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August 20, 2001


Hot, dry weather conditions and concerns about crop size drove December 2001 corn futures to a summer high of $2.47 on July 13. November 2001 soybean futures reached a summer peak of $5.38 on July 17. At the close of trade on August 17, December futures were at $2.2825, and November futures were at $5.0275. Those prices are $.06 and $.0925, respectively below the settlement prices of August 10, the day the USDA's Crop Production report was released. Prices were sharply lower in early trading on August 20. The market has had a lot of supply and demand information to absorb over the past 10 days.

On the supply side, the USDA's weekly report of crop conditions has shown deteriorating crop conditions since the August yield estimate was released. As of August 12, only 60 percent of the corn crop and 57 percent of the soybean crop was rated in good or excellent condition. That compares to 75 and 65 percent, respectively, a year ago. Ratings were near the lowest for the season. The generally warm and dry conditions of late July and early August convinced most analysts that 2001 U.S. average corn and soybean yields would be below the August forecast. However, cooler temperatures and a little more abundant rainfall in mid-August created more divided opinions about yield potential, particularly for soybeans.

On the demand side, an acceleration of corn export sales this summer, particularly to Japan, improved export prospects for the marketing year ending this month. The USDA raised its forecast to 1.875 billion bushels, 50 million larger than the July forecast. The USDA has also forecast a significant increase in corn and soybean oil exports during the 2001-02 marketing year and expects soybean and soybean meal exports to remain large. In addition, the recent restriction on the use of the oxygenated fuel, MTBE, has generated expectations of expanding use of corn for ethanol production. For the year ahead, the USDA has forecast a 60 million bushel (9.7 percent) increase in use of corn for ethanol production.

Much of the optimism about corn exports during the year ahead centers around prospects for a second consecutive small corn crop in China and reduced competition from Chinese exports. The USDA has forecast a decline of 235 million bushels in Chinese exports during the 2001-02 marketing year. However, China has recently announced additional corn export tenders. The results of those tenders are not clear, but they may have represented more than 100 million bushels of additional sales by China.

For soybeans, on-going reports of plans to expand soybean acreage in Brazil by 9 to 10 percent this year raises concerns about continuing competition in the export market. The USDA now projects 2002 South American production potential at 2.513 billion bushels, 55 million larger than the 2001 record harvest. In addition, GMO issues continue to haunt the soybean market. China recently announced a policy that would restrict imports of GMO, although the details are not available and it is not clear how such a policy would be enforced. Finally, scientific reports last week of the presence of additional DNA associated with a popular GMO soybean, while not new information, sent a bit of a shock through the market.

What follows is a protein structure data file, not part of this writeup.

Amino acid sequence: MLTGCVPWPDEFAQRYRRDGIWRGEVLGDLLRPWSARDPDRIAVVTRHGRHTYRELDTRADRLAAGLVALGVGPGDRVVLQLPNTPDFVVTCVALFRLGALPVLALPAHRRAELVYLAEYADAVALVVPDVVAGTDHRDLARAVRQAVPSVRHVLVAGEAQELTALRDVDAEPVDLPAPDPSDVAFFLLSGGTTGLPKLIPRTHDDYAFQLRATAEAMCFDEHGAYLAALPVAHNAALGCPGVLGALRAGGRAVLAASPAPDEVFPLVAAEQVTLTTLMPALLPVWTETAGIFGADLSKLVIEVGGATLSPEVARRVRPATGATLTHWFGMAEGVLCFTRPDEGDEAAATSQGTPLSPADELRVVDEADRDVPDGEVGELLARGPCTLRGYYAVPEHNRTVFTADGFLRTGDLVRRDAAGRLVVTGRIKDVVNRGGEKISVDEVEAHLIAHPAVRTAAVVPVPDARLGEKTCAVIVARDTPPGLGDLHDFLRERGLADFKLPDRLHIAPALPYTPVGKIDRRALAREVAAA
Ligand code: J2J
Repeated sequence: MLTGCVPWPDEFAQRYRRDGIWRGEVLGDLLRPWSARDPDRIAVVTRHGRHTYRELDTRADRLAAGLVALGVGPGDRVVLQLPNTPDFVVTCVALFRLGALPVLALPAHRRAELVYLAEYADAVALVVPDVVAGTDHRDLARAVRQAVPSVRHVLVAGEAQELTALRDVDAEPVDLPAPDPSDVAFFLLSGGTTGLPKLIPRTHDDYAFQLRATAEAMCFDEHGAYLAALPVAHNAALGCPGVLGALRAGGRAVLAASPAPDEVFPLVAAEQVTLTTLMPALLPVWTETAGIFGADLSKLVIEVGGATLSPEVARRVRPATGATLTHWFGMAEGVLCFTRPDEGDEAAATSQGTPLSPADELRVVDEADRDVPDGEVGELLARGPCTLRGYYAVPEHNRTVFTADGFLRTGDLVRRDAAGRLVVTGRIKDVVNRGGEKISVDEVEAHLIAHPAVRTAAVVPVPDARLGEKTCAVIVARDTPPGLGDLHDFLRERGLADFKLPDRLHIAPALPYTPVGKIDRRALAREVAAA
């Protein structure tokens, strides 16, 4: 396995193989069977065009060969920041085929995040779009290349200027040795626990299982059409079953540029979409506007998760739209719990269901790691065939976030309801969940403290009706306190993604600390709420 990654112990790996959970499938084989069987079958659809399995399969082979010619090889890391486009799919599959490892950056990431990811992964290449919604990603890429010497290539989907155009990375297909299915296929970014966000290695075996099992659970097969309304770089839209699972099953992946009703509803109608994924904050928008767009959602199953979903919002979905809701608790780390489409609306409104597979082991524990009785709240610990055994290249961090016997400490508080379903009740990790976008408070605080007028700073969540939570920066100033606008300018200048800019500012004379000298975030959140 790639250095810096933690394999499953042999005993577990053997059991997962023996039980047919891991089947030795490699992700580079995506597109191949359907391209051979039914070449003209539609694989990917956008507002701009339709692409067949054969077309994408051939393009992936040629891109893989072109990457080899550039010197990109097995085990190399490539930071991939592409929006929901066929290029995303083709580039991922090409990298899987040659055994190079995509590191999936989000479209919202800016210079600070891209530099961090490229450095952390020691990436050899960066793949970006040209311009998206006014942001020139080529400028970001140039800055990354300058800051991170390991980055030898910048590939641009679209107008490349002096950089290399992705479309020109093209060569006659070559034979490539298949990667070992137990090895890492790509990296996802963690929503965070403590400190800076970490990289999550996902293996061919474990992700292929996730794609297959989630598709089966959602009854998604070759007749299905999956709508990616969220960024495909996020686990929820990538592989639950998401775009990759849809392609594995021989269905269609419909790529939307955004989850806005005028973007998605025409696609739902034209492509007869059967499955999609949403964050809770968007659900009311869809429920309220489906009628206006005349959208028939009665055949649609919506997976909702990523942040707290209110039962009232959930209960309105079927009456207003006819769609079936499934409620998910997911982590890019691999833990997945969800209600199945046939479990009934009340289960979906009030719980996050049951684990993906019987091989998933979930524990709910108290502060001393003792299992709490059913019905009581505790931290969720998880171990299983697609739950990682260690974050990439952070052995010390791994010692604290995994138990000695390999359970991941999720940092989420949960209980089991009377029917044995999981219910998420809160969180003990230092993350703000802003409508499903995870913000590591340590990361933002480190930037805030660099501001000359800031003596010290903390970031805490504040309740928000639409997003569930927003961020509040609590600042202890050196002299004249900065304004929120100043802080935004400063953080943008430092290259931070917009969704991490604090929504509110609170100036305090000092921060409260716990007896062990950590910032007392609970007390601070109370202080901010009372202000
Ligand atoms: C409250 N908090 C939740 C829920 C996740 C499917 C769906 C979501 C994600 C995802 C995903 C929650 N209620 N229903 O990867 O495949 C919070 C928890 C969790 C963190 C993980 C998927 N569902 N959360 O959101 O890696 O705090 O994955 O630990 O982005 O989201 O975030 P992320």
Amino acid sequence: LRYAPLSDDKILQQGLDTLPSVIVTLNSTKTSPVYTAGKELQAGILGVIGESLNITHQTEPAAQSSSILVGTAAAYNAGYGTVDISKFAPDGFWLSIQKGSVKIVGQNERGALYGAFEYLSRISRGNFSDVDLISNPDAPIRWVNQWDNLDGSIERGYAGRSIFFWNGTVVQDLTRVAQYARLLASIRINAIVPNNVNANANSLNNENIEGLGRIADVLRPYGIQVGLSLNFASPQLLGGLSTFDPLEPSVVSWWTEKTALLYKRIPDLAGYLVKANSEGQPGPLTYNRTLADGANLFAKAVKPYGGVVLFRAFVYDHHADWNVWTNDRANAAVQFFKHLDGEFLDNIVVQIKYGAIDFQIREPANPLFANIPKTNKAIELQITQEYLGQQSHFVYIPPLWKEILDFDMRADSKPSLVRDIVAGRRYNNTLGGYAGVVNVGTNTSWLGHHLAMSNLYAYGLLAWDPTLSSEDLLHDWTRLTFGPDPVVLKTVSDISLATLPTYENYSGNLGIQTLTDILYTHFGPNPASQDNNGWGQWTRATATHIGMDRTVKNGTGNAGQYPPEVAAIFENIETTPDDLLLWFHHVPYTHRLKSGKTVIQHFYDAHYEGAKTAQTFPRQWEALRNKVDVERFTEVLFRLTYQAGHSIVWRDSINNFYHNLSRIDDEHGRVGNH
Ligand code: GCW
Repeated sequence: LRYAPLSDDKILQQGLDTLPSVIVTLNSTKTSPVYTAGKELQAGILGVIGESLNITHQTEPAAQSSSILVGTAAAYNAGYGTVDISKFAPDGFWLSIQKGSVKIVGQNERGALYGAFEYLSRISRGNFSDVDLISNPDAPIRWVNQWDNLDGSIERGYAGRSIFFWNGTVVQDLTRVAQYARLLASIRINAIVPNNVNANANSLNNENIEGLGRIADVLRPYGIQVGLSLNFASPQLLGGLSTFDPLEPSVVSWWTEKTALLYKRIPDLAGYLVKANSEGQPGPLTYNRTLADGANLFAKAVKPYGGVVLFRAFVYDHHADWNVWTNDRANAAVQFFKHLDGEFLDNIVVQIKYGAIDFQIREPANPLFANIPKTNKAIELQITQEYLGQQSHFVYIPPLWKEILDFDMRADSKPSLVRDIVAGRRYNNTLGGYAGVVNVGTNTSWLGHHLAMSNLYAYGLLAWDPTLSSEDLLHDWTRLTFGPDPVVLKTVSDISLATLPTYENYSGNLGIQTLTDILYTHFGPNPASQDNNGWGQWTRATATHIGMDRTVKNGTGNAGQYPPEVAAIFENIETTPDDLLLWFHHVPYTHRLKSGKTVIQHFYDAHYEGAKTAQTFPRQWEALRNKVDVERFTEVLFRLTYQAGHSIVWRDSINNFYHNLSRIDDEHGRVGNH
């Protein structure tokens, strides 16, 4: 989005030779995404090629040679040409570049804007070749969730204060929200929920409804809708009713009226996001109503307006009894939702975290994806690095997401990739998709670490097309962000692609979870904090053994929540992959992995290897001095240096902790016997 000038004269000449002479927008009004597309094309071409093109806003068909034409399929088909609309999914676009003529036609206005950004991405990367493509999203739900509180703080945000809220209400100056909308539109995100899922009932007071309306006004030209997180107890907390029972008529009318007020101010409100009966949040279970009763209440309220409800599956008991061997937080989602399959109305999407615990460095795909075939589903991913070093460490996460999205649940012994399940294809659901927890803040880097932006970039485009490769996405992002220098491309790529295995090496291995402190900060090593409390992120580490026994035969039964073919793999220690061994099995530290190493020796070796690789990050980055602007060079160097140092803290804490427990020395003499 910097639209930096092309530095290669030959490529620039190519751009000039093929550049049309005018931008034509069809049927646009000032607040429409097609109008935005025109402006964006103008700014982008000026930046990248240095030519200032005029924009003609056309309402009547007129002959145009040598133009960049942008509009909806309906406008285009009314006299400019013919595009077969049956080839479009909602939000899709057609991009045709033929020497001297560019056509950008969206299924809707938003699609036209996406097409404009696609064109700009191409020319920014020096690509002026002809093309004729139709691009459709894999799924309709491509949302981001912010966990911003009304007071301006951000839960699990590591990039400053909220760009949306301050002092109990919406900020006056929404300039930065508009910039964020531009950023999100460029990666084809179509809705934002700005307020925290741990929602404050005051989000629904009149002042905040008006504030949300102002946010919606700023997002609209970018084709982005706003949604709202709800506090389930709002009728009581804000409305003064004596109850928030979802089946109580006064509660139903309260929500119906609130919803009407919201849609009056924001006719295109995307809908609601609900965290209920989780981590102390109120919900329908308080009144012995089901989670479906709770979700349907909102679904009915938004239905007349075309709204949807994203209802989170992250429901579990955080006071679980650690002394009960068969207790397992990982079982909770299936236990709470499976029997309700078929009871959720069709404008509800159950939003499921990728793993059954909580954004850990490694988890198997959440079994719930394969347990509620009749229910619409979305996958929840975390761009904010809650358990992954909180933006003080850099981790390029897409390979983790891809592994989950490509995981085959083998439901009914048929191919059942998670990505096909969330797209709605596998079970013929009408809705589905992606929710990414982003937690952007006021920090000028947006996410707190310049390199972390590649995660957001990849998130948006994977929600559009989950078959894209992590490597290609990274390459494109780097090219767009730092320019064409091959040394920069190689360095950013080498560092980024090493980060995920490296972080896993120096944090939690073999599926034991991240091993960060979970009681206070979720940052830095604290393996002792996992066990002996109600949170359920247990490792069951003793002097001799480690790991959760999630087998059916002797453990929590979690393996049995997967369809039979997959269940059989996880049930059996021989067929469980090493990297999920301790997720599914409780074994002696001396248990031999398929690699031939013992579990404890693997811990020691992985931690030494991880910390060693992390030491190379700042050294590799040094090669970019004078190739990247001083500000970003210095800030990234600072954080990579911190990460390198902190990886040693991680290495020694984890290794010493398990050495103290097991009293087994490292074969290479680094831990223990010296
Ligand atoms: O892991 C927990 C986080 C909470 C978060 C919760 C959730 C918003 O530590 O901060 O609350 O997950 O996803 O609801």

For the next two months, corn and soybean prices will continue to be influenced by expectations about U.S. crop size. Recent events, however, suggest other factors may be important as well. The continuation of seasonal temperatures and some rainfall in the midwest suggest that prices will remain below the mid-July highs. The USDA will release new production forecasts on September 12.

Harvest time marketing strategies will be influenced by the level of cash prices in relation to loan prices, the magnitude of the carry in the price structure, and the cost and availability of storage. If prices are near the loan level (more likely for corn than soybeans) producers will likely be interested in storing the crop under loan. Such a strategy involves little price risk, but generates storage costs. If prices are significantly above the loan rate, producers will likely make large sales at harvest, given that pre-harvest sales have been small. This scenario has a low probability, particularly for soybeans. Finally, if prices are well below the loan rate, producers will likely establish loan deficiency payments and retain ownership of much of the crop. The lack of carry in the soybean price structure offers little incentive to store soybeans, so that "ownership" by other methods (futures, basis contracts, etc.) might be considered. The carry in the corn market may be large enough to make sales for deferred delivery attractive.


Issued by Darrel Good
Extension Economist
University of Illinois


Department of Agricultural and Consumer Economics    College of Agricultural, Consumer and Environmental Sciences
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